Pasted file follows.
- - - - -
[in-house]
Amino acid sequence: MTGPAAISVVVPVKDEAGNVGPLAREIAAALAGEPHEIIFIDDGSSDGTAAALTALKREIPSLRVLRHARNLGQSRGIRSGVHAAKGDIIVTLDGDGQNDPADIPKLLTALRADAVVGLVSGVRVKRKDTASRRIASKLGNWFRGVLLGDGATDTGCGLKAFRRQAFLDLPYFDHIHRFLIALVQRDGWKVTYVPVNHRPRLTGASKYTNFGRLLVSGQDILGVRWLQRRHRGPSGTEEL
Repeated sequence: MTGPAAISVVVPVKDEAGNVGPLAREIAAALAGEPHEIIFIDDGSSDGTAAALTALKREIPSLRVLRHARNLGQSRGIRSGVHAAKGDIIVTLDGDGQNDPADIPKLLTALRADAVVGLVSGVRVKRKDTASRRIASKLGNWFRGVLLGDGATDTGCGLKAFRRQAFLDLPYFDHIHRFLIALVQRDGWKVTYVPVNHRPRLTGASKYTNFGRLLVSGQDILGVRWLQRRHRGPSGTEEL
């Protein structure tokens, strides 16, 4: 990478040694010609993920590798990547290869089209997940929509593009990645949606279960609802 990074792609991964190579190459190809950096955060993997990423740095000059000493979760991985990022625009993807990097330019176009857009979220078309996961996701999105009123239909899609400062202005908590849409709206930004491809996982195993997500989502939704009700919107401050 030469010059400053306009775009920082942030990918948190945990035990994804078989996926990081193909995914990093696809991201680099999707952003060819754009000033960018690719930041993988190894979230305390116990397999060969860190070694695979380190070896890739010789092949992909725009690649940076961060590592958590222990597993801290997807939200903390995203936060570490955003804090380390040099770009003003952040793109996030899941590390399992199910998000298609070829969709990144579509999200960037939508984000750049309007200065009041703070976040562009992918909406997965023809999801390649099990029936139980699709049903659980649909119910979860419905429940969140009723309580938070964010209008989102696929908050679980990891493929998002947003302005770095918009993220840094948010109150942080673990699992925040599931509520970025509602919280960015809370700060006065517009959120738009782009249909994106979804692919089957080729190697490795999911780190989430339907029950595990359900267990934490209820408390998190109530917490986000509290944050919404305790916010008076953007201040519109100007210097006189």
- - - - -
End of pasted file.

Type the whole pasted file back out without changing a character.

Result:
[in-house]
Amino acid sequence: MTGPAAISVVVPVKDEAGNVGPLAREIAAALAGEPHEIIFIDDGSSDGTAAALTALKREIPSLRVLRHARNLGQSRGIRSGVHAAKGDIIVTLDGDGQNDPADIPKLLTALRADAVVGLVSGVRVKRKDTASRRIASKLGNWFRGVLLGDGATDTGCGLKAFRRQAFLDLPYFDHIHRFLIALVQRDGWKVTYVPVNHRPRLTGASKYTNFGRLLVSGQDILGVRWLQRRHRGPSGTEEL
Repeated sequence: MTGPAAISVVVPVKDEAGNVGPLAREIAAALAGEPHEIIFIDDGSSDGTAAALTALKREIPSLRVLRHARNLGQSRGIRSGVHAAKGDIIVTLDGDGQNDPADIPKLLTALRADAVVGLVSGVRVKRKDTASRRIASKLGNWFRGVLLGDGATDTGCGLKAFRRQAFLDLPYFDHIHRFLIALVQRDGWKVTYVPVNHRPRLTGASKYTNFGRLLVSGQDILGVRWLQRRHRGPSGTEEL
């Protein structure tokens, strides 16, 4: 990478040694010609993920590798990547290869089209997940929509593009990645949606279960609802 990074792609991964190579190459190809950096955060993997990423740095000059000493979760991985990022625009993807990097330019176009857009979220078309996961996701999105009123239909899609400062202005908590849409709206930004491809996982195993997500989502939704009700919107401050 030469010059400053306009775009920082942030990918948190945990035990994804078989996926990081193909995914990093696809991201680099999707952003060819754009000033960018690719930041993988190894979230305390116990397999060969860190070694695979380190070896890739010789092949992909725009690649940076961060590592958590222990597993801290997807939200903390995203936060570490955003804090380390040099770009003003952040793109996030899941590390399992199910998000298609070829969709990144579509999200960037939508984000750049309007200065009041703070976040562009992918909406997965023809999801390649099990029936139980699709049903659980649909119910979860419905429940969140009723309580938070964010209008989102696929908050679980990891493929998002947003302005770095918009993220840094948010109150942080673990699992925040599931509520970025509602919280960015809370700060006065517009959120738009782009249909994106979804692919089957080729190697490795999911780190989430339907029950595990359900267990934490209820408390998190109530917490986000509290944050919404305790916010008076953007201040519109100007210097006189």